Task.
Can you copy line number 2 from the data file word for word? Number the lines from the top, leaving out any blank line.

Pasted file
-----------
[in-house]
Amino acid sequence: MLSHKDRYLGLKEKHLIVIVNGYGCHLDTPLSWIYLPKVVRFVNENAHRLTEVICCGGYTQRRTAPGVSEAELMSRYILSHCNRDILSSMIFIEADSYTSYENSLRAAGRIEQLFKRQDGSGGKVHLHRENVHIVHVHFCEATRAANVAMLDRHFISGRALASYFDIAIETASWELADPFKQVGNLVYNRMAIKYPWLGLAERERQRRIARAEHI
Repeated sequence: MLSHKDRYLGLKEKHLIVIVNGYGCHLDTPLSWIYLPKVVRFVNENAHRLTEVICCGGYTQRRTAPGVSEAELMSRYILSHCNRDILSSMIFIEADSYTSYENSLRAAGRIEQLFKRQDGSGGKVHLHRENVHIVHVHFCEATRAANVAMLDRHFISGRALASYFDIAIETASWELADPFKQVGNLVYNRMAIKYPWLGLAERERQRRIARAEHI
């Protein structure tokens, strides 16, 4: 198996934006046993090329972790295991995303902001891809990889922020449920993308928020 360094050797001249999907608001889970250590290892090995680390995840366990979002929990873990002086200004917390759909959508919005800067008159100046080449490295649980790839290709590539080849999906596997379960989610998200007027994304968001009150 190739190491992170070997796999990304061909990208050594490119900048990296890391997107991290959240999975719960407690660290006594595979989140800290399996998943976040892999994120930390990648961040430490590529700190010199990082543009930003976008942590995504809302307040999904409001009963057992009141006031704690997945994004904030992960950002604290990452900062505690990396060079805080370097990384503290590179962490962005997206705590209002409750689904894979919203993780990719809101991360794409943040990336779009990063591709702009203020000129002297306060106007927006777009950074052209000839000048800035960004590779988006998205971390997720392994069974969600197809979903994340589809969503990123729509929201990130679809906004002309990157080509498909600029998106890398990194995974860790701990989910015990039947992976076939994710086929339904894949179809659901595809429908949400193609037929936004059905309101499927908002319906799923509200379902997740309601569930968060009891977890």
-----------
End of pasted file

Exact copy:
Amino acid sequence: MLSHKDRYLGLKEKHLIVIVNGYGCHLDTPLSWIYLPKVVRFVNENAHRLTEVICCGGYTQRRTAPGVSEAELMSRYILSHCNRDILSSMIFIEADSYTSYENSLRAAGRIEQLFKRQDGSGGKVHLHRENVHIVHVHFCEATRAANVAMLDRHFISGRALASYFDIAIETASWELADPFKQVGNLVYNRMAIKYPWLGLAERERQRRIARAEHI